Using 2-by-4 studs and half-inch sheetrock, the normal interior wall thickness of modern buildings with 2-by-4 studs and half-inch sheetrock is 4.5 inches. Typically, 2-by-6 studs are used in plumbing-containing walls, making these walls 6.5 inches thick. The thickness of exterior walls vary based on the exterior treatment, siding, and brick facing.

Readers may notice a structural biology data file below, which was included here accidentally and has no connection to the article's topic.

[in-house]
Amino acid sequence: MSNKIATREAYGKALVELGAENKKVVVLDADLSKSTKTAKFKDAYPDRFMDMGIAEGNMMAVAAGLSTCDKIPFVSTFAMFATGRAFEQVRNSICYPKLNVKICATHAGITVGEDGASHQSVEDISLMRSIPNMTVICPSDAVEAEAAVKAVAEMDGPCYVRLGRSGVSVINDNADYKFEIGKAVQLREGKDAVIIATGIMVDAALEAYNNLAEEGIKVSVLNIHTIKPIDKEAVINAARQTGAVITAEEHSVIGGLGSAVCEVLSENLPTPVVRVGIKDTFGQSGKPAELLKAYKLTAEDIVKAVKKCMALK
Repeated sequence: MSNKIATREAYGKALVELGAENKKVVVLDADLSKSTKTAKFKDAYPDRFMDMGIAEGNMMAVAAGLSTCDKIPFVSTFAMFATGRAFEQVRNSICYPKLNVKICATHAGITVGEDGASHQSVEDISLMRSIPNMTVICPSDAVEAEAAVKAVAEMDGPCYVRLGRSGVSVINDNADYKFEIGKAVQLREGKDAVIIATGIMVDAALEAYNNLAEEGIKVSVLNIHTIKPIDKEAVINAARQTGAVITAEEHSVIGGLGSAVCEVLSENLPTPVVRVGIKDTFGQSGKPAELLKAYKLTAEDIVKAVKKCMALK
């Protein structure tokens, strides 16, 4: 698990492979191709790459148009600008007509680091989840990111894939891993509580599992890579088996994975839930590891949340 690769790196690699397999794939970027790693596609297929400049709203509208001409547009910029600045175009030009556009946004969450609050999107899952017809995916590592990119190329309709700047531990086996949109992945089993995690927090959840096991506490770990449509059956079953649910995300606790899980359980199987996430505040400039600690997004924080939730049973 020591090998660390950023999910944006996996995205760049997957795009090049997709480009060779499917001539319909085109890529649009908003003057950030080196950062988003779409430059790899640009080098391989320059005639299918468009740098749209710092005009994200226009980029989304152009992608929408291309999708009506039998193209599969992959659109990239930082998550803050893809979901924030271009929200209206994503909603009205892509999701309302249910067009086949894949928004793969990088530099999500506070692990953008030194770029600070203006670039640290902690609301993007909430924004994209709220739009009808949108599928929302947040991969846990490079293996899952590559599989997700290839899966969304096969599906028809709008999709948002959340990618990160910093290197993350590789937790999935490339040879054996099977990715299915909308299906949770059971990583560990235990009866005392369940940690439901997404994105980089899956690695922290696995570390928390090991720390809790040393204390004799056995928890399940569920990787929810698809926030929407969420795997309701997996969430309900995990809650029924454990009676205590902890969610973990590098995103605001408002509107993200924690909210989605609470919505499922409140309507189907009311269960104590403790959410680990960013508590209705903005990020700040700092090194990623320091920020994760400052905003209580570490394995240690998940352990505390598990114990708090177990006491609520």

2-by-4 (inches) is the nominal dimension for rough-sawn, green studs. Drying and planing lower the size of the final product to the current standard of 1.5 by 3.5 inches. Interior walls of older structures may vary. Pre-1970 studs were thicker, measuring 3 5/8 inches as opposed to 3 5/8 inches, while lath and plaster is somewhat thicker than drywall. Still earlier, green, rough-sawn 2-by-4s were brought and planed on-site to a size decided solely by the individual carpenter. Measure the width of the door frame and subtract the thickness of the trim to determine the wall thickness in an existing house.
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